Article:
TurboTax maker Intuit notified users that a number of users that their accounts had been hijacked. Though not a breach of Intuit’s own systems, this was a case of credential stuffing, in which hijackers used old login credentials to break into other accounts. This is a perfect example of the importance of password hygiene – including regularly creating new passwords and not reusing passwords across multiple accounts.

Below is commentary from LastPass CTO, Sandor Palfy, on the dangers of password reuse and best practices for online security. 

Sandor Palfy, CTO at LastPass:

“Passwords play a huge part in one’s overall security, but people continue to neglect basic best practices. Some of the most common ways people are leaving themselves vulnerable online is by using weak, easy to crack passwords, and then using those same passwords on many of their other online accounts. Attackers who have successfully breached website X and stole the credentials of their user base, will then take those passwords and try to use them on other, more valuable sites, such as an online banking. If you used the same password that was stolen from website X, then you are at risk of losing your money.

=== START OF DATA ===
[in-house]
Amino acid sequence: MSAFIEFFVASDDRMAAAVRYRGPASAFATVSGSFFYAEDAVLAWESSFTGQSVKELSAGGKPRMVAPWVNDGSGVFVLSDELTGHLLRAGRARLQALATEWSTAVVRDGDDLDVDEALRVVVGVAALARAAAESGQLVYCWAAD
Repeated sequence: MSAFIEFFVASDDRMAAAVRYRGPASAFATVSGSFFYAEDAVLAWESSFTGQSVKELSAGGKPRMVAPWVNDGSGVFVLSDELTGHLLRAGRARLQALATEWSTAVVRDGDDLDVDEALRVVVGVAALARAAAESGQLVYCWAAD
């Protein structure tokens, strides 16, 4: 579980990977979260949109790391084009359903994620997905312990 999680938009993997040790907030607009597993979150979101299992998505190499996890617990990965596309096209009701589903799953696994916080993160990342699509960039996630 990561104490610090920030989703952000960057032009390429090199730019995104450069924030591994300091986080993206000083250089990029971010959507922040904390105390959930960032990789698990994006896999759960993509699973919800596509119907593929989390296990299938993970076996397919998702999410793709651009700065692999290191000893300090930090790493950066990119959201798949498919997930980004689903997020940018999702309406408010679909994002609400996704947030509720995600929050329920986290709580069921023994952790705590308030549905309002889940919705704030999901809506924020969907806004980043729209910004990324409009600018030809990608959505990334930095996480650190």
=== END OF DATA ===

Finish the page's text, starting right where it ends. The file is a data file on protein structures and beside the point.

To mitigate this risk, one should use long, complex, ideally completely random passwords, that are unique to every service and website. Obviously, most humans would never be able to remember dozens of strong passwords, so this is where password managers, like LastPass, come to help. 

Password managers make it very easy to create unique passwords for each online account, store them in a secure vault, and automatically fill them the next time you log in to these websites. Many people may not know but some password managers can also store your personal data like addresses, credit cards, passport information and automatically populate into online forms asking for this data. 

Additionally, with password managers your passwords and sensitive information is synced across all devices, so you can access them from all your mobile devices and laptops, at work or from home. LastPass is one of the only password managers offering this for free.” 

 

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